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More street-sweepers, new council houses and fixed roads: What the Liberal Democrats plan to do for Cardiff if they get into power

More street-sweepers, new council houses and fixed roads: What the Liberal Democrats plan to do for Cardiff if they get into power

Ahead of the council elections on May 5, Cardiff’s Liberal Democrats have released a manifesto promising more street sweepers, electric charging points and to repair the city’s streets with a programme to “fix crumbling roads, pavements and footpaths”. The party also promises to build an extra 3,000 council homes in the next decade.

Other pledges include limiting any council tax rises over the lifetime of the next council term to below the Welsh average, supporting vulnerable adults and children and reviewing the current deal with GLL/Better, who run the city’s leisure centres, to “ensure that every community is getting the services they need”.

In 2017, the Lib Dems won 11 seats, a loss of six on the election before. The ruling party was Labour which took 40 seats, it now has 39 seats. The Conservatives had 20 and now have 21. You can see all our election coverage ahead of May’s election here .

Pentwyn Leisure Centre would be reopened and a tourist information centre would be brought back to the city centre.

Read more:More than 70 councillors have already been elected ahead of May’s election

Group leader, Rhys Taylor said: “We’re optimistic and ambitious for the future of our home and Wales’s capital city, but the first job of a council must be to get basic public services right. Despite inflation-busting council tax rises and eye-watering levels of borrowing for pet projects, the Labour party running Cardiff council is failing to get the basics right. After a decade of Labour leadership, our capital city has been left without a bus station, waste collections are in chaos, our streets are dirty, our city’s heritage has been eroded, woodland and green spaces destroyed, and community facilities written off.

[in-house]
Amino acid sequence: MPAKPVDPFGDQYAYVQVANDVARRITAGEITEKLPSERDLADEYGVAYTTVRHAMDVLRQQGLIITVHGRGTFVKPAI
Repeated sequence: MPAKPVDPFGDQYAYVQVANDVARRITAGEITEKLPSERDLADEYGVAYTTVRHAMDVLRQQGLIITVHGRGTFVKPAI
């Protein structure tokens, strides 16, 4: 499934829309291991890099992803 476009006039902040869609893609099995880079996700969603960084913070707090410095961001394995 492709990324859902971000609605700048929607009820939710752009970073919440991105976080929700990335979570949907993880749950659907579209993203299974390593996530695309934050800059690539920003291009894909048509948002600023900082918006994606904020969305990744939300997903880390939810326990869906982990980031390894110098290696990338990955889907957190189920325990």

“Our focus will be on cleaner, safer, and happier communities. On making sure everyone has a safe place in Cardiff to call home. On ensuring everyone has access to vibrant green spaces. On affordable, reliable public transport. On creating a new way of listening to residents about your priorities for your communities”.

On education, the manifesto says it would “target resources to the most vulnerable learners, provide digital and other equipment so that all pupils have equal access and fund enrichment centres in the school holidays” and ensure enough school places and open schools up to the wider community.

The manifesto makes bold promises on planning too. “We will change the way planning works in Cardiff from tick box consultations by reviewing the method by which consultations are carried out, meaningfully involving and listening to communities. Communities need to be involved from the outset, rather than being presented with a plan agreed behind closed doors. We will ensure that developers pay the section 106 money they have promised, so that affordable housing, playgrounds and infrastructure is funded properly.”

And it promises police will tackle anti-social behaviour and a pledge to bring communities together. “We will change the way planning works in Cardiff from tick box consultations by reviewing the method by which consultations are carried out, meaningfully involving and listening to communities. Communities need to be involved from the outset, rather than being presented with a plan agreed behind closed doors. We will ensure that developers pay the s106 money they have promised, so that affordable housing, playgrounds and infrastructure is funded properly.”

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